Cell and gene therapies (CGTs) are transforming the way we treat, and even cure, disease. Since the first CAR-T therapy was approved in the United States five years ago, there has been significant growth in the number of companies focussed on developing CGTs. However, CGTs are complex products and this complexity gives rise to unique manufacturing challenges compared to traditional small molecules.
The difficulties associated with CGT manufacturing were amongst the topics discussed at the One Nucleus event last night (15 November 2022) held at the Royal Veterinary College in London. Sitting on the panel was:
- William Raimes, Head of Process Development, Ori Biotech
- Michael Kyriakides, Life Sciences Investor, Synconca
- Dirk Werling, Director, Centre for Vaccinology and Regenerative Medicine, Royal Veterinary College
- Bams Abila, Visiting Professor (Clinical Pharmacology; Biologics & ATMPs), Kings College London
Panellists discussed how biotech companies have not tended to pursue the fully integrated manufacturing model traditionally favoured by big pharma and have instead tended to prefer an outsourced manufacturing model forming partnerships with CMOs. Michael Kyriakides (Syncona) noted than an outsourced manufacturing model makes sense for early stage companies, particularly as it is cheaper in the early stages of development (noting however, that this may not be the case in the long term). The alternative, building out an integrated in-house manufacturing capacity, necessarily requires a significant amount of capital and as a result has not been viable for early stage biotech companies.
As well as the technical manufacturing issues associated with the complex nature of CGTs, over the past few years there have also been a squeeze on manufacturing capacity with some CDMOs booking out capacity years in advance. In part this is due to the increasing number of companies working in the CGT space, each of whose capacity requirements grow as their products progress through the development pipeline. There have also been widely reported shortages of viral vectors (we examined some of the reasons in this article earlier this year see: https://www.bristows.com/news/viral-vectors-shortages-and-innovation/).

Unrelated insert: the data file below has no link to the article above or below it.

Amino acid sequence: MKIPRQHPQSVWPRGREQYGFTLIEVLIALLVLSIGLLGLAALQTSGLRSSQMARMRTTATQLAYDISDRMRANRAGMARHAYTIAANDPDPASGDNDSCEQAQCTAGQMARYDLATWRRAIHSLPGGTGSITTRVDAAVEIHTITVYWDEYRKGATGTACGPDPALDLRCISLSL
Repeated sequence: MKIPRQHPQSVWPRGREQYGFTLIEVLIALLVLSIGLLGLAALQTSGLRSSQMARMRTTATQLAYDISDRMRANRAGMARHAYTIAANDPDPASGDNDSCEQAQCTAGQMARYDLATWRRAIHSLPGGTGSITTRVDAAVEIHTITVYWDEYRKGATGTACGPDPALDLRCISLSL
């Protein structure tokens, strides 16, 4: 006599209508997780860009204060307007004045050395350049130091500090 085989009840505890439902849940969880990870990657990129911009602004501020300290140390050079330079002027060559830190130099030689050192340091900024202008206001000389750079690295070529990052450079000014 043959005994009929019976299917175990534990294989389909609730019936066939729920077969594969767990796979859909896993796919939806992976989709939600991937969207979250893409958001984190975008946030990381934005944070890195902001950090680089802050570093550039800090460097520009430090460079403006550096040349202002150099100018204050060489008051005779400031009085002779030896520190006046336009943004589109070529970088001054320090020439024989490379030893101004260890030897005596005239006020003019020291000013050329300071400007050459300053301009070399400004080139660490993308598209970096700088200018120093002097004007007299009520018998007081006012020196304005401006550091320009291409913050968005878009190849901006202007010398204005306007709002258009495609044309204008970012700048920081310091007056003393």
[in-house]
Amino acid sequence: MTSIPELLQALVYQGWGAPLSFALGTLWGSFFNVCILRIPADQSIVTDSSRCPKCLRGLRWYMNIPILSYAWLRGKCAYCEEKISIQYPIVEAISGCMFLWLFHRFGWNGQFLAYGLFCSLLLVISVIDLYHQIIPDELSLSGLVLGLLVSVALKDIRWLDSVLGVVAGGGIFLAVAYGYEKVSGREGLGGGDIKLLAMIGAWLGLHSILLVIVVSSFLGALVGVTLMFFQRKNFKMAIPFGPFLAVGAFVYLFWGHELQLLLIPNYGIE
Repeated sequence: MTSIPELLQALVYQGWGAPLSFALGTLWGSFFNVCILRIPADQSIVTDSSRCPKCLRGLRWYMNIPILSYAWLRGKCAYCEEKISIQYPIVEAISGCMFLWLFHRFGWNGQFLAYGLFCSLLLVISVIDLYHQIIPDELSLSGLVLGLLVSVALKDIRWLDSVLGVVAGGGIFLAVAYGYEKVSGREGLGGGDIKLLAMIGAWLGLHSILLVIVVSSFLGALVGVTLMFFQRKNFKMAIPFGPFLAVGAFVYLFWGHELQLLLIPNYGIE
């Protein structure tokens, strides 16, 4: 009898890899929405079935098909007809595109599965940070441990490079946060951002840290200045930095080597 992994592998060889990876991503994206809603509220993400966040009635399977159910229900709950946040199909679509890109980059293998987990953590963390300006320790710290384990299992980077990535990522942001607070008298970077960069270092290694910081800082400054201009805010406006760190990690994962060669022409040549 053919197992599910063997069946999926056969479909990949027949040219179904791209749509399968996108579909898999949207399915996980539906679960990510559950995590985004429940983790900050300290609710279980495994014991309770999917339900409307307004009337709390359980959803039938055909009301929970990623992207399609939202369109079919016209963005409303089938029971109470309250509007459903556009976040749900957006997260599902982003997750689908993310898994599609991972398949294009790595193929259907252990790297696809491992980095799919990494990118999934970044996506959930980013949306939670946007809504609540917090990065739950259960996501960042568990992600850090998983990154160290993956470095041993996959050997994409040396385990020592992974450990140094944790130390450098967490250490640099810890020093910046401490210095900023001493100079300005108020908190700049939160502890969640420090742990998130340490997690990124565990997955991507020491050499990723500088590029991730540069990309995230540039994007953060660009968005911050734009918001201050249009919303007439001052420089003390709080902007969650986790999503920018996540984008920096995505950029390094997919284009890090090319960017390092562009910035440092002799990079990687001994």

While CDMOs have been rapidly building out capacity, CGT manufacturing remains a small part of the CDMO market compared to large scale manufacture of more traditional drugs. These issues mean that CGT companies need to take potentially difficult, long term strategic decisions regarding manufacturing earlier than ever.
With more CGT products progressing through clinical trials to approval it seems clear that manufacturing will continue to be a key focus area for the CGT industry. William Raimes (Ori Biotech) highlighted the potential for growth in the CAR-T market in particular (with 15,000 patients currently, compared to an addressable patient population of 900,000). Raimes also gave a glimpse into some of the innovative solutions the industry is exploring to address manufacturing issues associated with CGT products. He proposed a decentralised platform manufacturing model using manufacturing pods and making greater use of automation and data. This could enable companies in early development to use one device for process development and to scale up by adding multiple devices in clinical manufacturing. Such an approach may also enable developers to iron out out technical issues earlier on, potentially saving time and money and making for a more efficient development process. Raimes suggested the devices could be located at hospitals, potentially addressing logistical manufacturing issues, in particular avoiding the need to freeze and ship cells internationally.
As the industry grows and matures over the next few years it will be interesting to see how it adapts to address manufacturing issues. We expect CGT companies will continue to need to take early strategic decisions regarding manufacturing, but it seems that the options available to CGT companies are likely to grow.